Countries are increasingly regulating plastic packaging, and companies are having to re-think how they package their products. For example, the European Union’s amended Directive 94/62/EC on Packaging and Packaging Waste includes a mandatory 55% recycling rate for plastic packaging by 2030. Additionally, California is requiring that plastic beverage containers be manufactured from certain amounts of post-consumer recycled plastic.
While these regulations present compliance challenges for companies, many have already taken these challenges and turned them into opportunities for innovation. Read on to learn more about sustainable packaging initiatives companies have adopted.
Earlier this year, Starbucks announced plans to decrease the use of disposable paper cups in its stores. To reduce single-use waste, Starbucks plans to allow customers to either bring their own cups or borrow a ceramic or reusable to-go cup from its stores. Starbucks has already rolled out reusable-cup pilot programs in multiple markets around the world. Through Starbucks’ Borrow a Cup program, customers pay $1 to borrow a reusable cup from the store. If the customer returns the cup to the store, they get a $1 credit and earn rewards through Starbucks’ rewards program.
The company’s reusable cups are made from recyclable lightweight polypropylene and can replace 100 single-use disposable cups. Starbucks plans to let customers bring their own cups to stores by the end of 2023 (it has asked customers not to bring their own cups to stores during the COVID-19 pandemic) and plans to provide customers with reusable cup options by 2025.
Starbucks is also looking at ways to seamlessly integrate reusable cups for customers using its drive-thru and mobile ordering options. The company’s eco-friendly initiatives include a shift away from single-use packaging to achieve a 50% waste reduction in its stores by 2030.
In September 2021, jewelry manufacturer and retailer Pandora launched reduced plastic packaging for use in its stores and for purchases made online. The new designs use 75% less plastic and will lead to greenhouse gas (GHG) emissions savings of over 60%. The company is also eliminating all plastic from its carrier bags. Additionally, all paper the company uses in its bags and boxes is FSC-certified, meaning that it comes from well-managed forests or has been recycled.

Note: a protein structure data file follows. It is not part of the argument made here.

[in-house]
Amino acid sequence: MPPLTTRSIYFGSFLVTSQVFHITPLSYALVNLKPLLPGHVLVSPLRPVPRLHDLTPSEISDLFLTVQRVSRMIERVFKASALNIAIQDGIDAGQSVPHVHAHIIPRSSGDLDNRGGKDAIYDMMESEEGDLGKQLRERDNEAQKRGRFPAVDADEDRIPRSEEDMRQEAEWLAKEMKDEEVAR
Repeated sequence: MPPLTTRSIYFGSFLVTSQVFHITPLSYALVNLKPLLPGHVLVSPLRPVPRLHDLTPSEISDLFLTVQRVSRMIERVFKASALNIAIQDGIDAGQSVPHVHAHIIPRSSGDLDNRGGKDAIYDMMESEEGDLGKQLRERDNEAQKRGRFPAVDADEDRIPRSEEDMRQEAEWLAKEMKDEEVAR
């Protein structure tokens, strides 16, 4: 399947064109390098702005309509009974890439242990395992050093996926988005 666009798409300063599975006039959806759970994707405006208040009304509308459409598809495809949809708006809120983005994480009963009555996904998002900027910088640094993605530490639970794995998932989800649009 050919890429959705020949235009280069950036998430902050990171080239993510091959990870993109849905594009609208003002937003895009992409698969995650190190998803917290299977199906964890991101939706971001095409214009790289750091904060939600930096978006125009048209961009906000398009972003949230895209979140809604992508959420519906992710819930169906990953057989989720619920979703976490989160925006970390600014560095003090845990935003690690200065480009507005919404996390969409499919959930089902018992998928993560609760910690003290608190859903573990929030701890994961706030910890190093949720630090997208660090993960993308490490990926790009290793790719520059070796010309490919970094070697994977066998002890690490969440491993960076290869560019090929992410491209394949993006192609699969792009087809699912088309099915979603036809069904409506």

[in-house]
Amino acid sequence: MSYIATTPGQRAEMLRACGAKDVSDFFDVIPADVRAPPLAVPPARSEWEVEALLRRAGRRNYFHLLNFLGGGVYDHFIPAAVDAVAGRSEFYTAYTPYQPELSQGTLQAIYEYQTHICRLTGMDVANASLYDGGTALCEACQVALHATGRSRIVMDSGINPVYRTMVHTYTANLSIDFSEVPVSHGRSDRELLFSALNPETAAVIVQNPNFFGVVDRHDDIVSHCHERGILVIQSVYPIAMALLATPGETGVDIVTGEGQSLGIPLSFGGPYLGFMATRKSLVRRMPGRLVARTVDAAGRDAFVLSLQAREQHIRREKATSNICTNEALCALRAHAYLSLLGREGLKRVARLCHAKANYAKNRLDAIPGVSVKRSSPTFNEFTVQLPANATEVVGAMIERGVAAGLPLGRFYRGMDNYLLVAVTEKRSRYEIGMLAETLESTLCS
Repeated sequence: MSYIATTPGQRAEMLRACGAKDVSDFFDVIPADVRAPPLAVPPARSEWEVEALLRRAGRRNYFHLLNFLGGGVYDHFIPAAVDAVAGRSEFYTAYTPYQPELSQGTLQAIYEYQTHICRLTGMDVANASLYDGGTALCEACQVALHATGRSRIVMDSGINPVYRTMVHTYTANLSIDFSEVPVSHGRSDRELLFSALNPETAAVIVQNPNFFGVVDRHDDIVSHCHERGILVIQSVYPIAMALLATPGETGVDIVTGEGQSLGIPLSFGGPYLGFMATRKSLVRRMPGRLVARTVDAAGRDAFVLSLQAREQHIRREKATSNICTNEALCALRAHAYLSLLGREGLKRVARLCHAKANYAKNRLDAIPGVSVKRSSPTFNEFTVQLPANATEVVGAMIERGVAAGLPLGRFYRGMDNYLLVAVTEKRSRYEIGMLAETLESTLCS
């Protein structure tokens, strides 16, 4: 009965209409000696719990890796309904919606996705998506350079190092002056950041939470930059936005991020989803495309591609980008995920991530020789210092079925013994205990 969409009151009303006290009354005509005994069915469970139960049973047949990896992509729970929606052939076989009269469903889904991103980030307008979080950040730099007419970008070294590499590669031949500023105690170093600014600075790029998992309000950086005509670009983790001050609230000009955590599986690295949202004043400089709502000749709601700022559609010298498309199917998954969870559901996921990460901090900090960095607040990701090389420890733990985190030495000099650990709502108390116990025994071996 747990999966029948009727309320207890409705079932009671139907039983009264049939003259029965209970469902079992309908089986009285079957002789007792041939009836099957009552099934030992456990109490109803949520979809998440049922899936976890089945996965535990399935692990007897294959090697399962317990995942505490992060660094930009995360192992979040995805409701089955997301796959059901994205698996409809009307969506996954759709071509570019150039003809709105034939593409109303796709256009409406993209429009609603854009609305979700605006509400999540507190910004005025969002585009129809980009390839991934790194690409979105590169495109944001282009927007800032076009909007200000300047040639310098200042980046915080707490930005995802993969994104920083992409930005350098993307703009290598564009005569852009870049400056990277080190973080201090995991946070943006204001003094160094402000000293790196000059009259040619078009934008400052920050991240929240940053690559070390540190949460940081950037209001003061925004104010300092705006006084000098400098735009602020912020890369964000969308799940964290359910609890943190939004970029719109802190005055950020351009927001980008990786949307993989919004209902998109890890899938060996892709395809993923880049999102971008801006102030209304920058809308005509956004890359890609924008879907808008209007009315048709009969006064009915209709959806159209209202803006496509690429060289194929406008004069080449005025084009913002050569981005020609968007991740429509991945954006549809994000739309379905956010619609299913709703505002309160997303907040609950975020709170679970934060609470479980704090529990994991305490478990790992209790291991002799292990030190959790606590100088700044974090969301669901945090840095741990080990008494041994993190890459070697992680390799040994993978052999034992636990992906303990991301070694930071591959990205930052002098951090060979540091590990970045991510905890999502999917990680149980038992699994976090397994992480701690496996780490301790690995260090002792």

PepsiCo Europe set a goal to use 100% recycled or renewable plastic in all its packets by 2030, which will reduce GHG emissions from film packaging by up to 40%. The initiative will affect chip brands such as Doritos, Lays and Walkers. PepsiCo Europe is transitioning all its bags to include materials that will make them easier to recycle and meet the recycling guidelines developed by the Circular Economy for Flexible Packaging. This includes the use of “mono-materials,” which is one of the trends we highlighted in our “Top 9 Sustainable Packaging Trends” article.
Through the initiative, PepsiCo Europe said it is working toward building a circular economy for flexible packaging in Europe. The initiative is part of the company’s PepsiCo Positive sustainability campaign, which focuses on sustainable agriculture, achieving net zero emissions in its value chain and reducing single-use plastic, in addition to other goals.
Kraft Heinz is developing a paper-based version of its HEINZ Ketchup bottle that will be made from 100% sustainably sourced wood pulp. Kraft Heinz is working with sustainable packaging technology company Pulpex to develop the packaging, which is recyclable in paper waste streams. The paper-based HEINZ Ketchup bottle initiative is part of Kraft Heinz’s goal to make all packaging globally recyclable or compostable by 2025 and achieve net zero emissions by 2050. Kraft Heinz and Pulpex are working to test the ketchup bottle prototype and are looking at ways to use the technology in other products.
Home furnishings company IKEA announced a commitment to eliminate plastic from consumer packaging for all new products by 2025. It plans to expand the initiative to its existing product range by 2028. IKEA has already decreased the amount of packaging it uses—less than 10% of the total volume of its packaging materials consists of plastics. To meet its goals, the company plans to focus on using paper packaging due to its recyclability.
How to Create a Sustainable Packaging Strategy
Both consumers and regulators are putting pressure on companies to use more sustainable packaging. As this pressure mounts, companies will need to ensure the packaging they use is compliant with regulations and meets consumer demands. As the above examples show, it’s possible to integrate sustainable packaging strategies into a company’s current and future product lines.
As we move to a circular economy, companies will need to take a holistic approach to assessing the environmental impact of their packaging. Conducting a Life Cycle Assessment (LCA) allows companies to calculate the environmental impact of their packaging, identify sustainable packaging options and compare the environmental impact of different packaging solutions.
LCAs help companies make data-driven decisions and can be an essential part of a company’s ESG journey. With the right data, software and expertise, companies can create sustainable packaging strategies that are good for consumers, regulators and the planet alike.